Analyst: Hardbacks’ dimes-for-dollars gap is three years big

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Credit: Flickr / Jukka Zitting

Sales of e-books may have already overtaken those of hardback in 2011 by volume, but it will take until 2014 for actual sales revenue to catch up, according to one forecaster.

UK e-book sales revenue will overtake hardbacks in 2014 and close in on paperbacks by 2016, an Oliver & Ohlbaum (O&O) forecast presented to London Book Fair’s Digital Minds conference showed.

Amazon and Waterstones reported e-book sales overtook hardbacks by volume last year. The lag indicates the lower prices that digital content can fetch compared with physical counterparts.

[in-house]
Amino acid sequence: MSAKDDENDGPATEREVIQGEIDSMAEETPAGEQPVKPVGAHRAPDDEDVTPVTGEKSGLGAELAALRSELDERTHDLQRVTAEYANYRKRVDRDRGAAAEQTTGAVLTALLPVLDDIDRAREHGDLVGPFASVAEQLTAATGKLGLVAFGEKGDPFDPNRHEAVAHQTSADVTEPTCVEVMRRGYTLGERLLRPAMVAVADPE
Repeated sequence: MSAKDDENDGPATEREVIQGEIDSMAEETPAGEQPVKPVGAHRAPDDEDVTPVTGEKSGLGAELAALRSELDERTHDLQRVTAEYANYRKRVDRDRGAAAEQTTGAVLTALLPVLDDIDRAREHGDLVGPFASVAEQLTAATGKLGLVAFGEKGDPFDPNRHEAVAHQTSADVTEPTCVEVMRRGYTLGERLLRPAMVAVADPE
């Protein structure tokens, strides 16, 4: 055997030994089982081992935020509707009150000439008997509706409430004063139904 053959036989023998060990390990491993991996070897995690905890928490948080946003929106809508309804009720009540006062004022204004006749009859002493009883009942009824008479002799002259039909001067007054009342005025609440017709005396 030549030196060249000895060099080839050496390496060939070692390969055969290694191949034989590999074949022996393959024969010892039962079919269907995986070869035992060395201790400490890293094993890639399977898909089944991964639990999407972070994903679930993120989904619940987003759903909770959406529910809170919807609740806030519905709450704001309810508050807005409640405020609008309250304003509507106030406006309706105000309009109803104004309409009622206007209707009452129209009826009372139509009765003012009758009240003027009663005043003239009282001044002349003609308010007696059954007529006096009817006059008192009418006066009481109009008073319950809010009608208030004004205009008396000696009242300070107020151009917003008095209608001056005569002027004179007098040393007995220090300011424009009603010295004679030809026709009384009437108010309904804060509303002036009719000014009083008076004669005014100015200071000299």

“While current publisher margins are higher on e-books than physical books, average retail prices are lower,” O&O said.

The analyst house reckons a quarter of the UK population will regularly buy e-books by 2017 – that is 40 percent of all regular book-buyers.

All of that will push total UK book sales by volume up 8.5 percent by 2017, O&O reckons. But, thanks to that dimes-for-dollars challenge, retail value will dip by 10 percent over the same period.

O&O thinks half of books, regardless of format, will be sold online by 2015.

Meanwhile, Sony’s Reder Store e-book store, first unveiled in the U.S. in 2006, finally rolled out in the UK today, despite Sony having earlier committed to an October 2011 launch.

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